Another approach is to use data to identify which blog posts are on page two of search results. Improving those pages could mean moving to page one on search results. And that is a huge difference.

But in all these cases, you can see that data can help you identify critical points in your business. And once identified, you can do a very small set of targeted changes that have a significant overall effect. Also, there is no downside to leveraging your data this way, so give it a try.

What's the Difference Between Internally and Externally Generated Data?

In addition to direct and indirect data monetization, we can also split the data itself based on its origin:

  • Internally generated is data you collected yourself or gathered from your users.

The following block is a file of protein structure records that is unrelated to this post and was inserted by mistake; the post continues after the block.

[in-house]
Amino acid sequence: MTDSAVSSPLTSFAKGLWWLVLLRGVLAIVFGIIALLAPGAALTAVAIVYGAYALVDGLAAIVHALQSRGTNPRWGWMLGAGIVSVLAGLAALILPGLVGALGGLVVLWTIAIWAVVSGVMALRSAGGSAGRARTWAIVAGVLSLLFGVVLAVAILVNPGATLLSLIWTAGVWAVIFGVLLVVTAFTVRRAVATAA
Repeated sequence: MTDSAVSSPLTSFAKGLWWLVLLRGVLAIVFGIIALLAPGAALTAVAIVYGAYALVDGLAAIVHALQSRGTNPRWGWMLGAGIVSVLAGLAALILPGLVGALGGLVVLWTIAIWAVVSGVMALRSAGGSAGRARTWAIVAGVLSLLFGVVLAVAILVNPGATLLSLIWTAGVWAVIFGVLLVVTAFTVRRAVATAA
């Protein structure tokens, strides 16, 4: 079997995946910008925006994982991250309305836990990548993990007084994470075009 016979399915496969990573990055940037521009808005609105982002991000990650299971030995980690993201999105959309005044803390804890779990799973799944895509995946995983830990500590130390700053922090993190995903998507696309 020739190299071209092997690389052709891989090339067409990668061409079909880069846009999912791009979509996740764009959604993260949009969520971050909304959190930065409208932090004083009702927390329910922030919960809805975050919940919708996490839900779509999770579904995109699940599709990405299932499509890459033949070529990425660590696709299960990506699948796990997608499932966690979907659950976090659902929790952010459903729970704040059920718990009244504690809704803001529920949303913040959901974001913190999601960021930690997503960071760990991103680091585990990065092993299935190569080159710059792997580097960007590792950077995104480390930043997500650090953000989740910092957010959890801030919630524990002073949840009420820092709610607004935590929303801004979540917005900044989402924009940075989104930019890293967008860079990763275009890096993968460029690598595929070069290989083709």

• Externally generated is data purchased from other entities or open data that is publicly available.

Internal Data Monetization

Internal data is everything your business, website, or project generates during its regular operation:

  • Usage data (which pages are used the most and what products are most sought after)‍
  • User data (which customers buy the most)‍
  • Performance data (which web pages get the most traffic and which convert the most)‍
  • Employee data (for example, in sales teams: which employee made the most sales)

This data can be shared with internal and external stakeholders to help them do their jobs more effectively via direct and indirect data monetization strategies.